Horsemanship Level 3: Saddlery
As a Level 2 Horseman you were asked to be able to tack up independently with properly adjusted tack. For the most part this entails doing up the girth and throatlatch to the holes that show the most wear on your horse’s saddle. If everything else is straight and in the right place, with runners and keepers done up you will pass. For Level 3 we want to you show in more depth:
4. Knowledge and adjustment of own tack
This means you must not only be able to put the tack on the horse, you need to be able to describe how to tell if it’s fitted properly and why the horse wears it.
We will cover types of bits in more detail next week. A bit is the right size if it protrudes between 1/4″ and 1/2″ on either side of the horse’s mouth. Any narrower and it will rub the lips; wider and it will slide about in the mouth. A snaffle bit (the kind most of our school horses wear) should sit so it just causes the mouth to ‘smile’ slighty at the corners, with no more than one wrinke.
The cavesson is the most common type of noseband and most of the horses at Red Colt wear cavessons. Contrary to popular belief it is not just ‘for looks’: it is designed to stop the horse from opening its mouth too far and allowing the bit to slide through. The crownpiece of the cavesson sits under the crownpiece of the bridle, and the noseband goes under the bridle’s cheekpieces. The noseband should sit one to two fingers below the bony point of the horse’s cheek, and should be tight enough to allow not less than one and no more than two fingers underneath it.
You will need to be able to recognize Drop, Figure 8 (Grakle), Flash and Kineton nosebands as well, but unless you use one on your own horse it’s unlikely you will have to show how to adjust it.
These nosebands, which go in front of the bit, should all be at least 4 fingers back from the nostrils and sit on the nasal bone rather than below it, to prevent cause pain or interfering with breathing.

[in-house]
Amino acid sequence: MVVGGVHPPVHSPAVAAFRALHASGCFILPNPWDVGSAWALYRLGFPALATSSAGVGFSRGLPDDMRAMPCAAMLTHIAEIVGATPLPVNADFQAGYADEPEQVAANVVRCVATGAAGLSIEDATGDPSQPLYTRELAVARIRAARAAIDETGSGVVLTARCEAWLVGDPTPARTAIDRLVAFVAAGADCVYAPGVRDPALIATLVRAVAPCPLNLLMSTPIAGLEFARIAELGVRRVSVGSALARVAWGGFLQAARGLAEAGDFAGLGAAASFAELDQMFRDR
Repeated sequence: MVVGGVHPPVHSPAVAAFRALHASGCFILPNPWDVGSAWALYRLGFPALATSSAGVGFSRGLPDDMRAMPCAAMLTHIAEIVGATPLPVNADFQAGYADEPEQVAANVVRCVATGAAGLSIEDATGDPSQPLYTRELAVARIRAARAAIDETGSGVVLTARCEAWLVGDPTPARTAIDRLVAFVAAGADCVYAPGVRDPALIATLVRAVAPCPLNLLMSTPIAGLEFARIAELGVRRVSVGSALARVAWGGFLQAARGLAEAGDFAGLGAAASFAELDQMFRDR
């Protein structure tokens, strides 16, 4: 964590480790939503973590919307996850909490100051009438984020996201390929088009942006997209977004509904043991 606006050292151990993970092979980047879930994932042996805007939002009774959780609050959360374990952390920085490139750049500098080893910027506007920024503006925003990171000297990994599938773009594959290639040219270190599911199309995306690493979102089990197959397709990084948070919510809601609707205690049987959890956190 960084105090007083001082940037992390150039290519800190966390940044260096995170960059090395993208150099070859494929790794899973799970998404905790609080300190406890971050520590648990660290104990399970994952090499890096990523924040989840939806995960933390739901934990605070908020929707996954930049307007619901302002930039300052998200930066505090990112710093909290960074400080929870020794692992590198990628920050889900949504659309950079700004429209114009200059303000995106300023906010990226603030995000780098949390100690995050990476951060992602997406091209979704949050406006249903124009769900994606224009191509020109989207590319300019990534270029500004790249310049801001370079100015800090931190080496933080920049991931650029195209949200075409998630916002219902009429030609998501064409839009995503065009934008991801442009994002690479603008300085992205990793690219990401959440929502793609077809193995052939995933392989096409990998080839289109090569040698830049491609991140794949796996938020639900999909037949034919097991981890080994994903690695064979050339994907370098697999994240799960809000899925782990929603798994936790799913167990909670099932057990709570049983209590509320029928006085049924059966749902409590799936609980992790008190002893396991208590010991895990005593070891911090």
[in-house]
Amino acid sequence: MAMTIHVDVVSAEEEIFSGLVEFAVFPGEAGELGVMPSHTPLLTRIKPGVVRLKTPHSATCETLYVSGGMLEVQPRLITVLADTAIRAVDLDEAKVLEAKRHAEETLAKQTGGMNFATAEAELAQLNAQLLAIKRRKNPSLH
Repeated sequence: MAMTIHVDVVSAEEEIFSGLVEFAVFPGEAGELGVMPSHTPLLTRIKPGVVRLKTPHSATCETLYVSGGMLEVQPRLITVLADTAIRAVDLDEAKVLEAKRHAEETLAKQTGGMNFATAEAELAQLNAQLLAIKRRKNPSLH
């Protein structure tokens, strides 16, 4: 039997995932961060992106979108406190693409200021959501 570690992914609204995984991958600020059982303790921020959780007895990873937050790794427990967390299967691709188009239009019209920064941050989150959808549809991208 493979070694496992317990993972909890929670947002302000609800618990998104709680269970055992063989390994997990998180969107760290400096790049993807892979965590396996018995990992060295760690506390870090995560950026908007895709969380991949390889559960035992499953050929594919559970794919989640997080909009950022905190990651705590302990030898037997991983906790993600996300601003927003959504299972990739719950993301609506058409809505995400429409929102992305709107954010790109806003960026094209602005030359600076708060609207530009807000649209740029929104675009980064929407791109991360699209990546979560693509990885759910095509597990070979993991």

Look for these basic properties when fitting a saddle to a horse:
- Correct tree width. If it is too narrow it will pinch; too wide and the pommel arch will rest on the withers.
- A clear passage all the way through the channel (gullet) above the spine
- No weight on loins. If a saddle is too long it will rest on the loins
- Sitting level on back: not tipped up at pommel or cantle
- Level on both sides. Older saddles may need restuffing to level out the panels. A horse with an uneven back may need special stuffing or shims to correct saddle fit.
There are other things to check as well, such as the evenness of pressure along the back and sides, whether the saddle slips with movement and whether the shoulder can move freely. However, you are not expected to be able to assess these features at this level.
Girths should be checked regularly for wear and loose stitching, and kept clean for the comfort of the horse.
Martingales & Breastplates
The standing martingale attaches to a cavesson noseband, runs through a neckstrap and attaches to the girth. It physically blocks the horse’s head from lifting When the horse is standing with the head at the correct you should be able to lift the strap so it reaches the underside of the horse’s neck.
The running martingale attaches to a breastplate or through a neckstrap to the girth and has loops for the reins to run through. When the horse lifts its head too high it feels pressure on the bit through the reins. The rings for a martingale should be set at a height to reach the horse’s withers on one side or the other (not both at once).
Breastplates and breastgirths are used to prevent the saddle from slipping . A Breastplate attaches to the D-rings on the saddle as well as between the front legs to the girth. It can have martingale fittings attached to the central ring on the chest. A breastgirth attaches to the girth on either side at buckle-height and has a strap that goes over the neck.
Intro to Mounted Combat
Sunday 12 October, 10am – 1pm
This is our last Intro to Mounted Combat for the year! In this three hour class you will learn basic swordsmanship and horsemanship, and get a chance to swing a sword from the saddle on both our wooden and live horses. Get your Intro in now and get a head start for the 2015 season!
Mounted Combat Workshop
Sunday 12 October, 1pm – 4pm
cost : $60 or one flex-pack credit
What better way to work up an appetite for Thanksgiving dinner than by swinging swords on horseback?
Sundays 19 October, 9 November, 1- 4:30pm
Sunday 26 October, 3 – 6:30pm
cost: $60 or one flex-pack credit per class
Cavaliere Classes have moved back to Sunday afternoons. Note that on Sunday October 26th class is from 3:00 to 6:30pm instead of the usual 1:00 – 4:30pm.
Looking to earn some horseback time? Trade barn and program assistance work for riding hours or discounts on Cavaliere Program courses. Email email@example.com for details.